Does learning the international phonetical alphabet helps you in any way in the process of learning languages?

I noticed a lot of dictionaries in french and english use it to show the correct pronunciation of certain words, but i.e. if I wanted to learn japanese or swahili, could the IPA help me to get a headstart in basic pronunciation or adapting to the foreign alphabet?

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Anyone here knows anything about the Awarak , Caribe, Yanomamo or other Venezuelan Native Languages?

Need help translating fairly accurately some modern and not so modern english/spanish words into one or more of these languages.

Any help will be appreciated! :)

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Private lessons on Skype (When the lesson starts)

Hi! I have a question for those of you who have taken/are taking private language lessons on Skype.

What is your preferred way for the tutor to start the lesson?

1- When it's time for the lesson to start, they call you.

2- They send you a message first, asking if you're ready, and after you say "yes", they call you.

3- They send you a message telling you that you can call them whenever you're ready. So, you're the one calling the tutor, not them calling you.

The reason I'm asking is because I'm a private French tutor who has mostly been doing #1, but I'm now worrying that it's perhaps a little stressful and startling for some students. So, I'm thinking that either #2 or #3 are better options. What do you personally prefer? Or do you think that it doesn't really matter?

Thanks in advance for your replies!

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Any Italian podcasts?

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How I learned to read music by "sipping"

How I learned to read music by "sipping" submitted by /u/hotcool
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I'm having a ton of difficulties with reading. What do I do?

So, I've been learning German for around 3 years now and can converse in it (mostly). I had never read a book in German before, so I wanted to give it a try. I had tried to read Harry Potter in the past, but that proved too challenging. My friend recommended Emil and the Detectives, so I downloaded a pdf and tried to get to work. However, although I knew I'd be encountering unfamiliar words, I was surprised by how many I didn't know. Eventually I got to the point where even with a translator I just couldn't understand, and to be frank, I actually broke down and started crying (thank anxiety). The worst part is that online it said most of the vocab was A2, so if I wasn't understanding that, I felt that my German must be way, way worse than I thought. I tried again tonight but after struggling through a couple pages I just gave up and now I feel dumb. I know it might be best to just power through and learn on the way, but I may not be able to handle that mentally. What should I do? Am I just bad?

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How I learned to read music by "sipping"

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Which software is the best?

So i’m planning to go to europe next year and I’d love to learn french so i don’t feel like a big idiot when i get there. I’ve read through the resource page but it just kind of gives overviews of each one. I’ve seen pimsleur, assimil, fluenz, and rocket, but I’m not sure which is the best one. i’d really appreciate any guidance you guys could give me.

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Does anyone else wish they could learn 2 languages at once?

I get that it's technically possible but most people don't have enough time/motivation to do that (including me).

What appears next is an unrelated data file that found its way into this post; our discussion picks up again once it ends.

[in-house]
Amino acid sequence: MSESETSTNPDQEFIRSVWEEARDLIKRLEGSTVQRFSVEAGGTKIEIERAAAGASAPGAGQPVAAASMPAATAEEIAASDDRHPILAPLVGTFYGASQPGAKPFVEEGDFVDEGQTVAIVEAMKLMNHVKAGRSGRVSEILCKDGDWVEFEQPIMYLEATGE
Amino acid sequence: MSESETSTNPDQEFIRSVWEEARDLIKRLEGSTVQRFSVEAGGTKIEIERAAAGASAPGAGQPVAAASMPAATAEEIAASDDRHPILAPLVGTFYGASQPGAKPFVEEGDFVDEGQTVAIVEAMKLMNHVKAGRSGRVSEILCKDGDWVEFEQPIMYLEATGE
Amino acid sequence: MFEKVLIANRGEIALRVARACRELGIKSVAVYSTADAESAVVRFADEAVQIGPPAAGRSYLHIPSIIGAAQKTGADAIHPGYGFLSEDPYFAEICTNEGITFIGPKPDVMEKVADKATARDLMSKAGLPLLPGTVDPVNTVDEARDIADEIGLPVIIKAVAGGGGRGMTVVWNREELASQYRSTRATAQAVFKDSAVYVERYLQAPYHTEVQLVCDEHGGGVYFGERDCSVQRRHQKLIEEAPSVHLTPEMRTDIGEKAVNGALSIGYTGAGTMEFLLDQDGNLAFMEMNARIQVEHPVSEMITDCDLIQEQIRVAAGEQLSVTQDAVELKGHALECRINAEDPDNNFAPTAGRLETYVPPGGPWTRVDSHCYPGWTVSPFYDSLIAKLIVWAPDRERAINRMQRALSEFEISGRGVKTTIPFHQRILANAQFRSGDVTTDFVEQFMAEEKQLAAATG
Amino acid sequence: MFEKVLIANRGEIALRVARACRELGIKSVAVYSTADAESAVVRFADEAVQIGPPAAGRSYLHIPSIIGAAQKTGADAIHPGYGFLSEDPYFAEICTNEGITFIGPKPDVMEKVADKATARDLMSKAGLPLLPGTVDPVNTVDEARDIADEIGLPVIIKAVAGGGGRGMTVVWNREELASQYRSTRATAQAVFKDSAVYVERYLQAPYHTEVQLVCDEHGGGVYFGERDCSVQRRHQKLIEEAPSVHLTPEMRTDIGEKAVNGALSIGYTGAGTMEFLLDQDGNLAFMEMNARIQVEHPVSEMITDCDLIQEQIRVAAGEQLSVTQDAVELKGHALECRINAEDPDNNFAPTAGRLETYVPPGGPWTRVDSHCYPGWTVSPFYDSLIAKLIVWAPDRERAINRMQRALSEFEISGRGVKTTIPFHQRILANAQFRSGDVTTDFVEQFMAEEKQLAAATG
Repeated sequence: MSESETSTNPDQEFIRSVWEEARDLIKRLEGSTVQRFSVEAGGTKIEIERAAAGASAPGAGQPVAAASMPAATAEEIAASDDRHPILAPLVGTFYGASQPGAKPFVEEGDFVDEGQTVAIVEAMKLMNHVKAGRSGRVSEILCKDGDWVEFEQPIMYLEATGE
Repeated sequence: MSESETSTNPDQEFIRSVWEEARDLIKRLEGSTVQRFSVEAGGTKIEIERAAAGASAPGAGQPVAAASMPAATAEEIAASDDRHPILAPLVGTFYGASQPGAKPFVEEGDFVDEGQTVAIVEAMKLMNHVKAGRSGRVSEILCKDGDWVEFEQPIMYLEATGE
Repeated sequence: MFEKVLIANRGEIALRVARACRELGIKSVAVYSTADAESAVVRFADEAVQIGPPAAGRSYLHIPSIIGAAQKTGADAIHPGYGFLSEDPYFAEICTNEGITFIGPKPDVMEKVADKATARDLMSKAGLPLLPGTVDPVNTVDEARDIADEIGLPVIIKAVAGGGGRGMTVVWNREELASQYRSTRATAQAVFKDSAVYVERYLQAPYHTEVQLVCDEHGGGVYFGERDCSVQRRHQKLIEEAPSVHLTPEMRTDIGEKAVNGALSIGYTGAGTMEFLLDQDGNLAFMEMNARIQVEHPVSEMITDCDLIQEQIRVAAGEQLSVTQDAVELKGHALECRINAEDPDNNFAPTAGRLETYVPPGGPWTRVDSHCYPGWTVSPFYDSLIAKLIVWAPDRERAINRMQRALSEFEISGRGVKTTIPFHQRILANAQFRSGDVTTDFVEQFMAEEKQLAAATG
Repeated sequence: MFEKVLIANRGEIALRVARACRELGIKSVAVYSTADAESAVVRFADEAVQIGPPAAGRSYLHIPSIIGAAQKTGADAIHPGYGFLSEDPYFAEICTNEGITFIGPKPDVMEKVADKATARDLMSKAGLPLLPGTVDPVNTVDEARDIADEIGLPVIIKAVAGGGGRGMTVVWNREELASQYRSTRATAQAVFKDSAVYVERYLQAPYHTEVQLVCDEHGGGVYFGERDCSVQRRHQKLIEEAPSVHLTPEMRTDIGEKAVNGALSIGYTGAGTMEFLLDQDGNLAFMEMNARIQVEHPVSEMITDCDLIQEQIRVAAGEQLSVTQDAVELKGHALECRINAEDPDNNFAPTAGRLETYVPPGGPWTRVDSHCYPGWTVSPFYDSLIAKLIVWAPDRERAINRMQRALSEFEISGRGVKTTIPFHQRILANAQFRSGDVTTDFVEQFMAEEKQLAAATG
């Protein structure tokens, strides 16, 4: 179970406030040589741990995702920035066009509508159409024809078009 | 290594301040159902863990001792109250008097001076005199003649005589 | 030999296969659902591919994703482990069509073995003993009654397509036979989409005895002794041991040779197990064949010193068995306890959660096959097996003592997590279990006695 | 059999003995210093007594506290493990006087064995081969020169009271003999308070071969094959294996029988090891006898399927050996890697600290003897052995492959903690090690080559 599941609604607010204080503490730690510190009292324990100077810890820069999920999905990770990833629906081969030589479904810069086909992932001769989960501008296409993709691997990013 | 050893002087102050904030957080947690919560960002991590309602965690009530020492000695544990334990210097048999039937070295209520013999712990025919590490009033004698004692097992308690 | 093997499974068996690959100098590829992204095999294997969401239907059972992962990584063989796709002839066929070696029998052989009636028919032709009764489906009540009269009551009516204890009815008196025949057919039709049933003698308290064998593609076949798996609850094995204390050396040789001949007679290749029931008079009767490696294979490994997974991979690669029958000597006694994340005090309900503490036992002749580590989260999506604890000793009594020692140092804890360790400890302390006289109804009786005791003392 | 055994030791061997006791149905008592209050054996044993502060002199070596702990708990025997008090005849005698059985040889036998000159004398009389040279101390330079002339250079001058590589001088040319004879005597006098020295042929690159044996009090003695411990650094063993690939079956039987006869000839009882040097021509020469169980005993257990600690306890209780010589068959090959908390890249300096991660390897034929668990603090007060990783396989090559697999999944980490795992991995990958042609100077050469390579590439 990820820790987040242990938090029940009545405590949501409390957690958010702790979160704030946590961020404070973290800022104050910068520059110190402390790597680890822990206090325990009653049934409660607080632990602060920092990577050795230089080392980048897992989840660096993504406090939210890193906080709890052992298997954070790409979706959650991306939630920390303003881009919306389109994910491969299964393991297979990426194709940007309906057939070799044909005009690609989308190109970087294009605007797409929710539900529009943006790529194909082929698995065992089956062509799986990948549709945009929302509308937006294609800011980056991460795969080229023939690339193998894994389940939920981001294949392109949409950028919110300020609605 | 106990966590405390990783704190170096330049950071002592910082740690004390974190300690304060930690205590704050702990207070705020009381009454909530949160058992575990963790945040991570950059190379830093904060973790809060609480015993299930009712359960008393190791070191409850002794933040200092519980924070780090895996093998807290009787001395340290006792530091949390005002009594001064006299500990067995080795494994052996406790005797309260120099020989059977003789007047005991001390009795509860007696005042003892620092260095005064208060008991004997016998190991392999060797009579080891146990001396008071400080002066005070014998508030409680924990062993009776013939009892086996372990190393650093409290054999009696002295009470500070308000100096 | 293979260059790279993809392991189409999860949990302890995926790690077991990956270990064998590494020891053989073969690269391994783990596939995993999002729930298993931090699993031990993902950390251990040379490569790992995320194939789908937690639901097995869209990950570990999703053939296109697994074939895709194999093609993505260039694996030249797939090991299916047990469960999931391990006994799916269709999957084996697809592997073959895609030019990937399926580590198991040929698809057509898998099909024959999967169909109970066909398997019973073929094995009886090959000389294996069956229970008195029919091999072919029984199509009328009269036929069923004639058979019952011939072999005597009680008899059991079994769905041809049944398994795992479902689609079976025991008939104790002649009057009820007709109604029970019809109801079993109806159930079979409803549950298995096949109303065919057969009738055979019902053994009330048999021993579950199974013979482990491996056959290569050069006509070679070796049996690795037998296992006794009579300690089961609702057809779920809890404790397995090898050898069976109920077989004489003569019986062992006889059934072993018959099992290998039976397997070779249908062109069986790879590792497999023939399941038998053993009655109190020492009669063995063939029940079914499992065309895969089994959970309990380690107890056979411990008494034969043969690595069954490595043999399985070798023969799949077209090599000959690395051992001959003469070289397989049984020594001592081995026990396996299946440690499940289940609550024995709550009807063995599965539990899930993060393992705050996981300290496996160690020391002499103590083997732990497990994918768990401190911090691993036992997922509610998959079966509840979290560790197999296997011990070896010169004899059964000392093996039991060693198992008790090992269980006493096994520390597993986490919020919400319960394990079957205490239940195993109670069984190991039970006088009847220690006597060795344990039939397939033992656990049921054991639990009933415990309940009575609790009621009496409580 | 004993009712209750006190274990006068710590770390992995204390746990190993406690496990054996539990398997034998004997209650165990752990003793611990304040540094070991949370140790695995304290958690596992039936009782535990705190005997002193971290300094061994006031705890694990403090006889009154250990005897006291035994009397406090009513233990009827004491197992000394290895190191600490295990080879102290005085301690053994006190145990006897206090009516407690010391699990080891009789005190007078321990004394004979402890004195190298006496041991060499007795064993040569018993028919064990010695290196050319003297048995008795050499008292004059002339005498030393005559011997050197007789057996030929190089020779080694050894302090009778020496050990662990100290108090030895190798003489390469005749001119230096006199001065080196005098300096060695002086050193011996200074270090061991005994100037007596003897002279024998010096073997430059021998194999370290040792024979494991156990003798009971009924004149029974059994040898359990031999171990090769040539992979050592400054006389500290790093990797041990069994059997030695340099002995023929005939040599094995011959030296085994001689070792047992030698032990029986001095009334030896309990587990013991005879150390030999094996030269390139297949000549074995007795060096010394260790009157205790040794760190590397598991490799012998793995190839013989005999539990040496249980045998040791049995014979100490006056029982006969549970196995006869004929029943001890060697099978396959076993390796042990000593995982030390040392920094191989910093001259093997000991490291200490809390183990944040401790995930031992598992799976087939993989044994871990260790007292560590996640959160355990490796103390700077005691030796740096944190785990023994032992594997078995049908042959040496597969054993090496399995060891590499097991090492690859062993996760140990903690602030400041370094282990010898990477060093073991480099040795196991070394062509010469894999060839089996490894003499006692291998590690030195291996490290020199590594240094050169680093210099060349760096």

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Sindhi Resources

I've been looking around Reddit and many websites for Sindhi resources (and have looked for many posts requesting resources), but I have not found anything substantial. I am looking for something free (website, app, etc.) that I can use and be able to share with others who are also interested with the language.

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Ordered assimil Chinese with ease volume 1, but it didn’t come with any audio.

Could anyone provide me with some links for the audio for the lessons please? I want to try and complete the book by the end of the year.

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Need help

(Ireland) Recently started to learn german as its always been a language I've wanted to learn and would have prefered to learn it over french but unfortunately me school didn't offer it. I'm going to learn as much as I can during Transition Year ( A gap year in Ireland with a lesser academic focus but more of a career deciding focus in before the Leaving certificate (College deiciding exam).

Recently have been acquainted with the cefr while learning german. It is not used in Irish schools, so I decided to test my french and consistantly got A0/beginner level. I have done french for 3 years in school and in the junior certificate I'm hoping to recieve an A if not definitely a B I got 79% in my pre-exam but I am capiable of much more. I understood the majority of the french on the tests but they were often orientated on prepositions/ link words e.g que et qui. For the junior certificate you must do a listening exam comprehensive texts and then write a simple letter + postcard.

TL:Dr/last paragraph: Can someone please tell me a way of improving my grammar so I can use the good portion of french I have to obtain an accurate CEFR score after getting AO?

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Are czech/polish worth it

I am a native Bulgarian speaker. I was wondering whether Czech and Polish are good choices because I love languages and I want to translate for a living.

I have an option in a University to study Czech and Polish simultaneously.

They're both considered "rare languages" therefore will be paid better. Also, I love slavic languages and it will be an interesting journey.

Compared to German/French, are they the better choice career-wise?

My English level is C2 and I am studying Spanish at the moment. So, those 2 will be great additions (I reckon).